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No matter what type of plumbing is used, there are many common faucet parts that make up the typical water faucet. Components from handles, valves, diaphragms and much more comprise the water faucet. These faucet parts perform a very complicated duty in many structures worldwide. In their basic form, these parts allow water to flow freely when needed and keep it from dripping when it is not in use.
While using a faucet may seem as simple as turning a knob and filling a glass, there are many faucet parts working in concert that allow the water to flow. As the knob is turned, a valve is actuated, allowing the seat to rise from its resting place. The seat is a machined piece of brass that fits into a machined fitting, creating a block that keeps water from flowing. A diaphragm placed behind the seat and threaded onto the valve rod prevents the valve from dripping when not in use.
As the water flows through the faucet parts, the next destination is the transfer pipe—this pipe brings the water from the hot or cold side of the system to a merge at the faucet. The vacuum breaker assembly is the next in the progression through the faucet parts. This vacuum breaker allows the water to flow out of the water system when activated; however, this valve also stops the well or water system from siphoning when the valve is closed. Often on an older water system, a gurgling sound can be heard when the water valve is turned to the "on" position. This sound, when accompanied by a slight hesitation in the flow of water, is an indication of a weak vacuum breaker valve.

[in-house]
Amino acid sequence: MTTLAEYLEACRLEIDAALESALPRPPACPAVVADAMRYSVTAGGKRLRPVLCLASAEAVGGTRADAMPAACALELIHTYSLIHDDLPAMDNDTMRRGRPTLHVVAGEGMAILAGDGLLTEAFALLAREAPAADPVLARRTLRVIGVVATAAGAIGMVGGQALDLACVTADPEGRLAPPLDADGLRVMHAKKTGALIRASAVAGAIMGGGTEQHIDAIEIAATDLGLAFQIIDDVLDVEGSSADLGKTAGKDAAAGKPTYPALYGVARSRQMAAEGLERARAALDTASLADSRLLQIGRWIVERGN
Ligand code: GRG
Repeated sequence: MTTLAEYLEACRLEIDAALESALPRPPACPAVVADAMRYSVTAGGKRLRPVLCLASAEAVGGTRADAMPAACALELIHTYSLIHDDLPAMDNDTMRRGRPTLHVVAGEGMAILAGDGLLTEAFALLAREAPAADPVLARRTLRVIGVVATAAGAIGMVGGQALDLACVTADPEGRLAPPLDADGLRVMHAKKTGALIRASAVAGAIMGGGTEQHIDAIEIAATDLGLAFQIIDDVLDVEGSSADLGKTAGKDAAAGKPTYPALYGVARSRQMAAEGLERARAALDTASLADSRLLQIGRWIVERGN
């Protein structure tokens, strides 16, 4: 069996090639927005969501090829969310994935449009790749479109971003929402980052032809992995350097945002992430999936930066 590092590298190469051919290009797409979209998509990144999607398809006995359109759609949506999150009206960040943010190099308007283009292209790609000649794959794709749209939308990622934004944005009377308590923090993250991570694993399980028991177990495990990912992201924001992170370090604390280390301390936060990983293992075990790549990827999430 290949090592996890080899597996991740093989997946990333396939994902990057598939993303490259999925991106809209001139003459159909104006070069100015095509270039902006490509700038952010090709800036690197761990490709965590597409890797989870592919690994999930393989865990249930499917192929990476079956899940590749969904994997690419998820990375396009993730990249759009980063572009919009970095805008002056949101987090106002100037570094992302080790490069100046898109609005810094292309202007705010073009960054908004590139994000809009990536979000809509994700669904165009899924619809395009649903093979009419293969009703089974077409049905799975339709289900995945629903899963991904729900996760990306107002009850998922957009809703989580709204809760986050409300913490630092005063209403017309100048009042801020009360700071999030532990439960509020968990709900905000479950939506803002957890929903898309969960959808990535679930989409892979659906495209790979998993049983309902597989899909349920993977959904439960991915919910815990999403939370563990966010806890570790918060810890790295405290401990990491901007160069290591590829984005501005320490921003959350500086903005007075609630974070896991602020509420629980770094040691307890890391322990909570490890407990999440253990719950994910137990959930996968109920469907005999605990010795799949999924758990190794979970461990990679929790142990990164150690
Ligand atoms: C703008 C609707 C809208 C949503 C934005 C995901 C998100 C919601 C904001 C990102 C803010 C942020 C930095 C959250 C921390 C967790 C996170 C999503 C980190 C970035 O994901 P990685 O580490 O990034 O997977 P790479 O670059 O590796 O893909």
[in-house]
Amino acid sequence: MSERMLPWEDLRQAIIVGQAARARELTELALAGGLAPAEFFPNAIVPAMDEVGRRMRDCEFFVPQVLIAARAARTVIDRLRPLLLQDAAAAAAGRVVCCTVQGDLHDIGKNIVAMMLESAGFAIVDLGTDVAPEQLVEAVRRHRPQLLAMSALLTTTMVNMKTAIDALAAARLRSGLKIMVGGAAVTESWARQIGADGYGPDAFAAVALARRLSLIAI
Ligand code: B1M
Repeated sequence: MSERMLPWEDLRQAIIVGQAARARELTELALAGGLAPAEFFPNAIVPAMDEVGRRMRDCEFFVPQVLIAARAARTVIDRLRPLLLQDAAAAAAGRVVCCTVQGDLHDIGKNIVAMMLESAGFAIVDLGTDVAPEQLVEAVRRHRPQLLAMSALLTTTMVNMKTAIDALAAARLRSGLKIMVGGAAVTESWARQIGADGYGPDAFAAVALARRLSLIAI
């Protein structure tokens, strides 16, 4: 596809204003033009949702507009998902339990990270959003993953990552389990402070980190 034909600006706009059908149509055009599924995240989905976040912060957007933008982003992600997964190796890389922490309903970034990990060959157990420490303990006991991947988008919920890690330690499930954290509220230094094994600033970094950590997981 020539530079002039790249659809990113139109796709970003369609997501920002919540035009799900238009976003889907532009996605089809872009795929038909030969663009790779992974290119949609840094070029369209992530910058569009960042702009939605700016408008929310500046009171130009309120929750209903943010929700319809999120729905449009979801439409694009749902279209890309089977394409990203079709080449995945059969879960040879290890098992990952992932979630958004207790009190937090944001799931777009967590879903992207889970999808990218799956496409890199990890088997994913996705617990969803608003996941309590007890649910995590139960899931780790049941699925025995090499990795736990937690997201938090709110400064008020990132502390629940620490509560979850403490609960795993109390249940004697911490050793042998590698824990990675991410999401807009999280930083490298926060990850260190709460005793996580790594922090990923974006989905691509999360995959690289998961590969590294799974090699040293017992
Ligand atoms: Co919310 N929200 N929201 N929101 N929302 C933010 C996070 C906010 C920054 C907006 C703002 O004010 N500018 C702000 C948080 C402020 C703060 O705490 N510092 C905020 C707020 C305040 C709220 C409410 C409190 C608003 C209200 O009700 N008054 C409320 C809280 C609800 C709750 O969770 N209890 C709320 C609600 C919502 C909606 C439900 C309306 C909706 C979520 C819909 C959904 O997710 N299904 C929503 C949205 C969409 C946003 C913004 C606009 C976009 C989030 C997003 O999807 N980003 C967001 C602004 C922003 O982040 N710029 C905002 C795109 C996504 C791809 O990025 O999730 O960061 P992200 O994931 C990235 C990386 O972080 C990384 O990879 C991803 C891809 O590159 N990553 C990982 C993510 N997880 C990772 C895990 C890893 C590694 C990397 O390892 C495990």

Aside from the knobs and the actual faucet, one of the most noticeable features of all the faucet parts is the escutcheon. The escutcheon is the decorative fixture that sits directly below the handle or knob. This item can be manufactured of chrome steel, polished silver or brass, ceramic or even wood. The designs of these faucet parts are limitless, and selection is typically based on personal choice and style preferences.
An essential component to most faucet systems is the sprayer. The sprayer allows the user to clean food residue off of dishes prior to washing them. It also proves very valuable when rinsing dishes that have been washed. Many sprayer designs also make it possible to wash and rinse hair and large objects which won't fit under the faucet.
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